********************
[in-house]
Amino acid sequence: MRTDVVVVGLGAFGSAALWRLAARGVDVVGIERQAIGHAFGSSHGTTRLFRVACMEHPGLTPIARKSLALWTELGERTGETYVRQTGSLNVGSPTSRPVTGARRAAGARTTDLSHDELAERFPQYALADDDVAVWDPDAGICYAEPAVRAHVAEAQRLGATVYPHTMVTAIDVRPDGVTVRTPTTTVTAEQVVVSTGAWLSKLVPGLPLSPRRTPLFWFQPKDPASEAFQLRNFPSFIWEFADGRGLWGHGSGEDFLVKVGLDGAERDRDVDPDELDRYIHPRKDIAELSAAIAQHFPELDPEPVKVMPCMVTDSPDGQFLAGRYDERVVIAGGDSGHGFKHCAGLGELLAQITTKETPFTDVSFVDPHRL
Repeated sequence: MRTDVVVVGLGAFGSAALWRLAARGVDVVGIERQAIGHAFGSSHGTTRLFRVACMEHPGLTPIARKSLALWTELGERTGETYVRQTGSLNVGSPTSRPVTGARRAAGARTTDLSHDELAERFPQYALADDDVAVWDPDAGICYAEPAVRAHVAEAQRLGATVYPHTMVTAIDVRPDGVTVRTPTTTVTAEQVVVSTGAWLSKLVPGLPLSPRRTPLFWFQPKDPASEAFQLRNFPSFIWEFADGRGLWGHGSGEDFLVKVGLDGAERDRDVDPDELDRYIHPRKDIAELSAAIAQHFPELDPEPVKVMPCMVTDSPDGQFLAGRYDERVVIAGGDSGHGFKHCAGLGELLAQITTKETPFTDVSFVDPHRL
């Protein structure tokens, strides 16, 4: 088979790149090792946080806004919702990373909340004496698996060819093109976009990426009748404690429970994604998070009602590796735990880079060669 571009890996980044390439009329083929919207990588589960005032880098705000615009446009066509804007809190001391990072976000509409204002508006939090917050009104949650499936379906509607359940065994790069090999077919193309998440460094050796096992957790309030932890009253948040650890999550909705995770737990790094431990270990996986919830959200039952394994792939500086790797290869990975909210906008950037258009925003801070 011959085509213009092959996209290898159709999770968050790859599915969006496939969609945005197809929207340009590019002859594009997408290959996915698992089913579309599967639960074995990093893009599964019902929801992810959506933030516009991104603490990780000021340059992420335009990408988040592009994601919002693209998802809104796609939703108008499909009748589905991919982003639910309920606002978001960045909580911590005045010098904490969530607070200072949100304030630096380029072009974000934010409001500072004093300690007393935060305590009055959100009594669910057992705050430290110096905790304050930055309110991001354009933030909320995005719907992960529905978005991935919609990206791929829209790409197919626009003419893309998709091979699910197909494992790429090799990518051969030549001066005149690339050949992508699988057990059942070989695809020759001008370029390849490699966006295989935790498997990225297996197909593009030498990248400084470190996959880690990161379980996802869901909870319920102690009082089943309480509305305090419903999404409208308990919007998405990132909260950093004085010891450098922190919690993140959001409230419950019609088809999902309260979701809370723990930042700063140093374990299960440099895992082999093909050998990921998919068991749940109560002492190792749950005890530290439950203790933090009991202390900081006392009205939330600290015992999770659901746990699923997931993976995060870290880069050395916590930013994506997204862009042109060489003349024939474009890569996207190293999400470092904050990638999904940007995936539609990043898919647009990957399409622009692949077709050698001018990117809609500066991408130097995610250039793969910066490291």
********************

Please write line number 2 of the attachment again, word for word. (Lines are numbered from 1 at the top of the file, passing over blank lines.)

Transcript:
Amino acid sequence: MRTDVVVVGLGAFGSAALWRLAARGVDVVGIERQAIGHAFGSSHGTTRLFRVACMEHPGLTPIARKSLALWTELGERTGETYVRQTGSLNVGSPTSRPVTGARRAAGARTTDLSHDELAERFPQYALADDDVAVWDPDAGICYAEPAVRAHVAEAQRLGATVYPHTMVTAIDVRPDGVTVRTPTTTVTAEQVVVSTGAWLSKLVPGLPLSPRRTPLFWFQPKDPASEAFQLRNFPSFIWEFADGRGLWGHGSGEDFLVKVGLDGAERDRDVDPDELDRYIHPRKDIAELSAAIAQHFPELDPEPVKVMPCMVTDSPDGQFLAGRYDERVVIAGGDSGHGFKHCAGLGELLAQITTKETPFTDVSFVDPHRL